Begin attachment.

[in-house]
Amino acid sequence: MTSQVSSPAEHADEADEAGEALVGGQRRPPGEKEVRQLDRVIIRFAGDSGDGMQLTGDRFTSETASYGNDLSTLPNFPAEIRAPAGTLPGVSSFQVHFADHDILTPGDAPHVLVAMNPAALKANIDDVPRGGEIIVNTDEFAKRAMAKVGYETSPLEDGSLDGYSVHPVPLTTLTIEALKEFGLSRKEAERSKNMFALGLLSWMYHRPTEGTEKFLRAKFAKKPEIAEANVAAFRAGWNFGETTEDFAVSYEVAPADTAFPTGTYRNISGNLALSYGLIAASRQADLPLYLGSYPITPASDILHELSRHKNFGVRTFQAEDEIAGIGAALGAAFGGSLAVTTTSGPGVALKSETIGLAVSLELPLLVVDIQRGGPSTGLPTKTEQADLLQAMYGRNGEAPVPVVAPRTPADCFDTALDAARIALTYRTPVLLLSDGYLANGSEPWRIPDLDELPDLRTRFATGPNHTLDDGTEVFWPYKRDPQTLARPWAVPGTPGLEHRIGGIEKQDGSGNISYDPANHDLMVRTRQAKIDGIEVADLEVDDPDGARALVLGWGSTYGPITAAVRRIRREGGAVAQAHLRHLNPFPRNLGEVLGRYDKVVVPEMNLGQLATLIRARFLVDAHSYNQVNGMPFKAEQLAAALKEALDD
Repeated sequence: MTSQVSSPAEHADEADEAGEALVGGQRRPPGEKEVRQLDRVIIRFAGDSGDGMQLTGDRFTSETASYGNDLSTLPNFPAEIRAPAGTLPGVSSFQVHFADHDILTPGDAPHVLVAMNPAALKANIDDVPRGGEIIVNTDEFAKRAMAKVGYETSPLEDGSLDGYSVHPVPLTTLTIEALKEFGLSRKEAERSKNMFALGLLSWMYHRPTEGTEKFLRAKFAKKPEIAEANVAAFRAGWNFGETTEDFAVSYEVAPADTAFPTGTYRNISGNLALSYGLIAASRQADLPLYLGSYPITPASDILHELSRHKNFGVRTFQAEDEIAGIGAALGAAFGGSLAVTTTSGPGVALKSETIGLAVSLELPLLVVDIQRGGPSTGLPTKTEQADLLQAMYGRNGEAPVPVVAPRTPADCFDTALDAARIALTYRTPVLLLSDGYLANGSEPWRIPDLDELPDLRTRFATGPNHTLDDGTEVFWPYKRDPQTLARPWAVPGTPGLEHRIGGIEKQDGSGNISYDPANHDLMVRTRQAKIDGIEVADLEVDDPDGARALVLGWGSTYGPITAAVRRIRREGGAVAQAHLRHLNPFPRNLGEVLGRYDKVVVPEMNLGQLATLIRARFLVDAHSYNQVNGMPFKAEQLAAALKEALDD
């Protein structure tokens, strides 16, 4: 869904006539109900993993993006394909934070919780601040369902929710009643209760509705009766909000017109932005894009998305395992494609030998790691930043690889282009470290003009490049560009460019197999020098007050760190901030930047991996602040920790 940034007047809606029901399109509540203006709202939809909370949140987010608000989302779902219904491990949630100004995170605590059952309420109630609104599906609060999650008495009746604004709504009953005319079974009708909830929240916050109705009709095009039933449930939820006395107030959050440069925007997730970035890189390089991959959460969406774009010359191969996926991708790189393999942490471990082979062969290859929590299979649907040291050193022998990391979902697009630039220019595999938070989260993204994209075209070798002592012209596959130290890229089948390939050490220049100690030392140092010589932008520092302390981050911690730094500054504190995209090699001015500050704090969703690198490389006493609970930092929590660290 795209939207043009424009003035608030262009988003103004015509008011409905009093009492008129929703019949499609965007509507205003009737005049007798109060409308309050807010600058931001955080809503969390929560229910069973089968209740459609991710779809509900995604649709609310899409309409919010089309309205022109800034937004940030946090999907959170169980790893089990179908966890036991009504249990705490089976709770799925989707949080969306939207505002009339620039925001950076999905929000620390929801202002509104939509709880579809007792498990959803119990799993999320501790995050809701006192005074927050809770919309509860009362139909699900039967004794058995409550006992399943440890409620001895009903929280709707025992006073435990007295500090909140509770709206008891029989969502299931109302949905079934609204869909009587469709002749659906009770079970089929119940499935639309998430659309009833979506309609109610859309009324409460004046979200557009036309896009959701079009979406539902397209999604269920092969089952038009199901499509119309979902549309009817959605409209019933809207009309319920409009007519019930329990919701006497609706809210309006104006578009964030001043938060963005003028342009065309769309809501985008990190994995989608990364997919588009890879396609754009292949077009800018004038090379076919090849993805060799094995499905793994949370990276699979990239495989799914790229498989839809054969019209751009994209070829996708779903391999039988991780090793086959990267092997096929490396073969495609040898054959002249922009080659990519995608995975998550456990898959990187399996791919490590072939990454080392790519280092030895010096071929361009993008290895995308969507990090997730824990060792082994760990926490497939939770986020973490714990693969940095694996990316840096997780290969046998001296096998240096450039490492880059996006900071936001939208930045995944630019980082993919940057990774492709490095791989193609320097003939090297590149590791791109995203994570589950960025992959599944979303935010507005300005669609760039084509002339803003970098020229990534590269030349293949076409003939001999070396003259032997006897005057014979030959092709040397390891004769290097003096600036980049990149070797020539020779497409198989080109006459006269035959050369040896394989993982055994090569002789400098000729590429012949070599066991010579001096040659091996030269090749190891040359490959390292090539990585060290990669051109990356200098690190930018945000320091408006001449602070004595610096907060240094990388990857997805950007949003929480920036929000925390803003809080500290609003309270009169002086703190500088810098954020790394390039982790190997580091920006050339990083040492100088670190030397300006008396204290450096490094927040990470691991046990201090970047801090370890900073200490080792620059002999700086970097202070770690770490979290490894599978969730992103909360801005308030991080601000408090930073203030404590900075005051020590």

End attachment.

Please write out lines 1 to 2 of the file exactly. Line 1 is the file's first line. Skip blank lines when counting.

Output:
[in-house]
Amino acid sequence: MTSQVSSPAEHADEADEAGEALVGGQRRPPGEKEVRQLDRVIIRFAGDSGDGMQLTGDRFTSETASYGNDLSTLPNFPAEIRAPAGTLPGVSSFQVHFADHDILTPGDAPHVLVAMNPAALKANIDDVPRGGEIIVNTDEFAKRAMAKVGYETSPLEDGSLDGYSVHPVPLTTLTIEALKEFGLSRKEAERSKNMFALGLLSWMYHRPTEGTEKFLRAKFAKKPEIAEANVAAFRAGWNFGETTEDFAVSYEVAPADTAFPTGTYRNISGNLALSYGLIAASRQADLPLYLGSYPITPASDILHELSRHKNFGVRTFQAEDEIAGIGAALGAAFGGSLAVTTTSGPGVALKSETIGLAVSLELPLLVVDIQRGGPSTGLPTKTEQADLLQAMYGRNGEAPVPVVAPRTPADCFDTALDAARIALTYRTPVLLLSDGYLANGSEPWRIPDLDELPDLRTRFATGPNHTLDDGTEVFWPYKRDPQTLARPWAVPGTPGLEHRIGGIEKQDGSGNISYDPANHDLMVRTRQAKIDGIEVADLEVDDPDGARALVLGWGSTYGPITAAVRRIRREGGAVAQAHLRHLNPFPRNLGEVLGRYDKVVVPEMNLGQLATLIRARFLVDAHSYNQVNGMPFKAEQLAAALKEALDD